.38 Super vs 9mm
.38 Super and 9mm are both excellent rounds, but they also each have their own strengths and weaknesses. If you’re already pretty experienced in the gun world, you’re likely to be familiar with 9mm already, but .38 Super isn’t as popular or well-known. Either way, we’re here to help. In this guide, we’ll break down 9mm vs Super rounds to help you figure out which of these handgun cartridges is better for you.
What is the .38 Super?
.38 Super was first designed in the late 1920s for the venerable M1911. It was based on .38 ACP (Automatic Colt Pistol) with the same dimensions but with higher pressure thanks to the additional headspace in the semi-rimmed case.
In fact, the rounds are so similar that starting in 1974, +P was added to .38 Super in order to help differentiate it from the lower-powered .38 ACP cartridge. To this day, most .38 Super is still designated .38 Super +P.
.38 Super was very powerful for the time that it was introduced, even able to penetrate car bodies. That’s not as impressive now, but remember that these are cars made in the 1920s that we’re talking about. It quickly gained popularity among law enforcement agencies and officers due to its power.
However, just a few short years later, in 1935, .357 Magnum, a revolver cartridge, was introduced. This round had similar power and penetration to .38 Super, plus it could be used in the double-action revolvers that law enforcement already knew and loved.
Thus, .38 Super didn’t get much time to shine as an LEO cartridge. That doesn’t mean it doesn’t have its uses though.
These days, .38 Super is primarily used as a competition round. It’s particularly popular in USPSA and especially IPSC competitions. Competitive shooters love it because it’s powerful, but with more manageable recoil than .45 ACP, especially when used with a muzzle brake or compensator.
For many events, it can be loaded to a Major power factor (higher scoring factor) without much effort, and there is even factory-loaded ammo that is specifically designed to meet Major power factor for better scoring. This makes the .38 Super a popular choice even though 9mm has caught up some performance-wise.
You will also occasionally see .38 Super carried in a self-defense capacity, but these guns are becoming increasingly rare. They’re still very effective, though maybe not enough to deserve the “9mm Magnum” nickname that gets tossed around.
IPSC and other competitions that have power factor scoring are definitely the most common place you’ll see these guns today. Not that you can’t readily defend yourself or do casual target shooting with one, it’s just a less common choice.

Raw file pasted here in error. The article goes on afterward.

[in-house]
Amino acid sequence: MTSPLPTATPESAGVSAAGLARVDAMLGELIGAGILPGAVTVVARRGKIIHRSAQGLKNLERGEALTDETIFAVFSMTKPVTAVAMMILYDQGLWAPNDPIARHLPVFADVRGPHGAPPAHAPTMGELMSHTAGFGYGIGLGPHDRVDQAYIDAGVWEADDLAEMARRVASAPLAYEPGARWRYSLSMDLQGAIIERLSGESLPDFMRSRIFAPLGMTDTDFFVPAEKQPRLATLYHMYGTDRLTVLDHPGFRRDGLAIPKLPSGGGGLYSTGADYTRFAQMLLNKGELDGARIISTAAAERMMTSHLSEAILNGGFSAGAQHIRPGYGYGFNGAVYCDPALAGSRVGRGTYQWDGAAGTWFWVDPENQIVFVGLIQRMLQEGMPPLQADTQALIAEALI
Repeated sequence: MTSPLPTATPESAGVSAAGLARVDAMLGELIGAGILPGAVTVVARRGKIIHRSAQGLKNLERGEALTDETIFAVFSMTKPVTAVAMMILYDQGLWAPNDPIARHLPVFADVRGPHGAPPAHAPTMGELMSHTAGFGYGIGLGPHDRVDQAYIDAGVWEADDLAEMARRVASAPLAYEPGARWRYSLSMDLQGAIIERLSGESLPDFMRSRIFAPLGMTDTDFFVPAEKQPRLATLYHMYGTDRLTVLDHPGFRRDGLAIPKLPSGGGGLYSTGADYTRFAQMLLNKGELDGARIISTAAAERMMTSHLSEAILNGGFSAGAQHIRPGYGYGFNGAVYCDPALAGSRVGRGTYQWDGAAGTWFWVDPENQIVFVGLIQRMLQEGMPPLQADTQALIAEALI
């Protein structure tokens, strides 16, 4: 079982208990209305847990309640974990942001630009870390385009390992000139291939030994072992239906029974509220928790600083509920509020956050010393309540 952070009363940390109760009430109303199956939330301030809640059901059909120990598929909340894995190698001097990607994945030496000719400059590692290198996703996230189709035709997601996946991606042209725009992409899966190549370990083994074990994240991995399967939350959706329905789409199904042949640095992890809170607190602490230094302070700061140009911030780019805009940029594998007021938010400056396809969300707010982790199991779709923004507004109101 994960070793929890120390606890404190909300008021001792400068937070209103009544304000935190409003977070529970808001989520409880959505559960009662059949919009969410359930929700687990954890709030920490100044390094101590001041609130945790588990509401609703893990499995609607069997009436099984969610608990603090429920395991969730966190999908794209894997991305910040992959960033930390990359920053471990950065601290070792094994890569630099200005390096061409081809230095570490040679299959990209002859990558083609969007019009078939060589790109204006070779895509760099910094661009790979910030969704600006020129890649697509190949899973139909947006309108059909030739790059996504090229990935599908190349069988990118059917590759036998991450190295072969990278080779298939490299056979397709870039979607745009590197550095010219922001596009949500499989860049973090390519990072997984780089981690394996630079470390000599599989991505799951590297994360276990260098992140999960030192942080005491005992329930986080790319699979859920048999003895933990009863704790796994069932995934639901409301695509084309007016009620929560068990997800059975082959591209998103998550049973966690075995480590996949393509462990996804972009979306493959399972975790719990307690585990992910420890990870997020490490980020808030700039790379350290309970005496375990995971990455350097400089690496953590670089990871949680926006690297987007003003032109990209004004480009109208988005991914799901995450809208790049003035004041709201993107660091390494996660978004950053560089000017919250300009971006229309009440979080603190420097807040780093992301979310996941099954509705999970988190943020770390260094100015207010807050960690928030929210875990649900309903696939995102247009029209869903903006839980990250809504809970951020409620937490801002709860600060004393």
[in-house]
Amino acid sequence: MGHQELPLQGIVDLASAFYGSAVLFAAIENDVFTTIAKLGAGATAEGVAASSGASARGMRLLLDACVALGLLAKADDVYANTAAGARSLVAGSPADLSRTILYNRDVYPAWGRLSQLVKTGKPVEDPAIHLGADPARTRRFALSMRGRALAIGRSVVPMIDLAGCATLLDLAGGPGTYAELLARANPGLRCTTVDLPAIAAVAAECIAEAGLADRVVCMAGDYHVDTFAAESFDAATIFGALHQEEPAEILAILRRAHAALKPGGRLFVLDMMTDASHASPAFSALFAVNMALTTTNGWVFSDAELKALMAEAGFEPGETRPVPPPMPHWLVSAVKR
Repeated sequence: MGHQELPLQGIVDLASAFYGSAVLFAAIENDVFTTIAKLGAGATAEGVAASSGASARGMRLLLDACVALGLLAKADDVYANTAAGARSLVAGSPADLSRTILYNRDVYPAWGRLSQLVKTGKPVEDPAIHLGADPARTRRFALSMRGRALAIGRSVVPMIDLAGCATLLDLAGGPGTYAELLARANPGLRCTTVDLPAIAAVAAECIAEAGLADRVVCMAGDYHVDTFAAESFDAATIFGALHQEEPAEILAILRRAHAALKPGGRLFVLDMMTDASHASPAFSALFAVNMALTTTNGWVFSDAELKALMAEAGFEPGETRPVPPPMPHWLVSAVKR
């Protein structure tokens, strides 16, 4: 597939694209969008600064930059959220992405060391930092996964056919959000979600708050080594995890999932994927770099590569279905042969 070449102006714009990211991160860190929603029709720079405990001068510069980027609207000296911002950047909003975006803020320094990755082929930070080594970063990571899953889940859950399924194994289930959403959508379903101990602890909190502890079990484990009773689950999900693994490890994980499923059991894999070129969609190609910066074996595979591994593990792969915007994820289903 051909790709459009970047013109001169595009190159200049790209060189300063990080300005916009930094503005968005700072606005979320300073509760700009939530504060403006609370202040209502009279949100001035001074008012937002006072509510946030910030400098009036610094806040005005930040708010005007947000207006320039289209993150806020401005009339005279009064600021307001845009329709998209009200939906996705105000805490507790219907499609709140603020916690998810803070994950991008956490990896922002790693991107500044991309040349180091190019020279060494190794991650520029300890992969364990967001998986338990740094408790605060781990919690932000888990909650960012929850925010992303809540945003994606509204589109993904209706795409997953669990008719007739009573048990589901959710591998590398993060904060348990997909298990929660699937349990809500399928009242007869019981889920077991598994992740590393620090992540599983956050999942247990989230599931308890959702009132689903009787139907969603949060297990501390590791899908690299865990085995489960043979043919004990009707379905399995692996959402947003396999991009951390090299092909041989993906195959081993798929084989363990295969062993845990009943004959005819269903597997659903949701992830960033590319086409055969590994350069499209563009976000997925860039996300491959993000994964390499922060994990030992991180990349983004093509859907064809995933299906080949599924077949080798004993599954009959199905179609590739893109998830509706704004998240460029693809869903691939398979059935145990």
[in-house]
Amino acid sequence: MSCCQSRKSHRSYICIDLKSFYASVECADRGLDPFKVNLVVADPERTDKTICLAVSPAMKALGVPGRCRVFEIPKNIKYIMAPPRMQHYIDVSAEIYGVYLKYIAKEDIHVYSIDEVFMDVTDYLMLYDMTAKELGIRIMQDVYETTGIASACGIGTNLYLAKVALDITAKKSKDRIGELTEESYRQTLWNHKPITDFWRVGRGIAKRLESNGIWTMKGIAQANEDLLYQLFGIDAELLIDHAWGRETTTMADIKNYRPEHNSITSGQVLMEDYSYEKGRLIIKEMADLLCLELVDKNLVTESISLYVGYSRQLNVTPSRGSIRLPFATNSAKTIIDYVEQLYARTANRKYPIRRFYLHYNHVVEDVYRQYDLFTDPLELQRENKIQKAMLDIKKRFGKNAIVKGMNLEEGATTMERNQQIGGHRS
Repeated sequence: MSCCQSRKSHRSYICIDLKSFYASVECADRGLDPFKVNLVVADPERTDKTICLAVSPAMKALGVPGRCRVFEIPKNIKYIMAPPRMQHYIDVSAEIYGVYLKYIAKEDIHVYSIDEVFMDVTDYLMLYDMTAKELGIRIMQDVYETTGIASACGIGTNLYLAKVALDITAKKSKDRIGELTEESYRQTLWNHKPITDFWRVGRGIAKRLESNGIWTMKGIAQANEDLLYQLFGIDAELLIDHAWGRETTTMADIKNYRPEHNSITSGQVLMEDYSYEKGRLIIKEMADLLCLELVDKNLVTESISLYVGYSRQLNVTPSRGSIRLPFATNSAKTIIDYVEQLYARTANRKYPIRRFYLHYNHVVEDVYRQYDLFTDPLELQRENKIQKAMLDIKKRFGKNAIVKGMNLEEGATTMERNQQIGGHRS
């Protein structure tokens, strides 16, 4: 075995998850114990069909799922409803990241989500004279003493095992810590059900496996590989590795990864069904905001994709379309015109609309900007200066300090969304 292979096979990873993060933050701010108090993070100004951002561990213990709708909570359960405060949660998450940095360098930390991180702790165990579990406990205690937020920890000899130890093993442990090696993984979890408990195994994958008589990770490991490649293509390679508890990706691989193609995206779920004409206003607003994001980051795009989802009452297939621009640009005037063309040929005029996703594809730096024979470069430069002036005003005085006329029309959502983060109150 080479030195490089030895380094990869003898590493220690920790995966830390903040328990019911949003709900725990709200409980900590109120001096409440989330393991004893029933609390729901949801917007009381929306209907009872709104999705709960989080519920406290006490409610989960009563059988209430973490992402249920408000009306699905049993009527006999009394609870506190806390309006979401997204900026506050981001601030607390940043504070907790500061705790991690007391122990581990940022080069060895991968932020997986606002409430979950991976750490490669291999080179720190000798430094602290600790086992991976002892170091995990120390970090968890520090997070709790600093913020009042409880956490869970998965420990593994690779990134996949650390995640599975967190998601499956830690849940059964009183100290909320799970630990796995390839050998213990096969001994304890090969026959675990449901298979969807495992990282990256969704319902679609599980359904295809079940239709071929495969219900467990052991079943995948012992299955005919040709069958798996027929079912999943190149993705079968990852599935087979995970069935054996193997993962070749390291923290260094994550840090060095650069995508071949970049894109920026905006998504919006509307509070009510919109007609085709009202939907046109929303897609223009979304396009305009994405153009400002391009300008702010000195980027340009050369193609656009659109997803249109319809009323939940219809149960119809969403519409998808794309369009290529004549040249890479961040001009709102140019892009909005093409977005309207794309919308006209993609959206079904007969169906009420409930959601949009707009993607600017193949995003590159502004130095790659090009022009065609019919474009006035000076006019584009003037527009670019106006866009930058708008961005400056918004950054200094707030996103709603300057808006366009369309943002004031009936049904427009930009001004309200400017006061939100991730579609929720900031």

What is the 9mm?
9mm is even older than .38 Super, first introduced in 1902 and by 1908, it had been adopted by both the German Navy and Army.
After World War I, the round was more widely adopted, but it wasn’t until the 1980s and 1990s that 9mm’s popularity really spiked.
In large part, this was due to the more widespread adoption of semi-automatic pistols in general. 9mm semi-automatics were also especially popular thanks to the improved designs of the time. Of particular note is the Beretta M9, which was adopted by the United States Army in 1985.
These days, 9mm is one of the most popular cartridges of any kind (not just pistol cartridges) on the market with widespread use by law enforcement, military, and civilians alike. It is the go-to handgun cartridge of most US federal law enforcement bodies, as well as NATO.
Among civilians, it’s especially popular for self-defense and is the number one caliber in defensive firearms sold in the US, as well as the most popular caliber sold overall. It’s also incredibly popular with competition and casual target shooters as well.
In USPSA, 3-Gun, IDPA, and most other competitions you’ll typically find 9mm being wielded the most often out of all pistol calibers. It’s especially popular in competitions where rapid shooting is the order of the day.
Most other cartridges you’ll see are .45 ACP ammo (for Heavy Metal divisions) and, of course, the .38 Super mentioned above. This is because it’s easier to load these cartridges, along with the occasional .40 S&W to a Major power factor.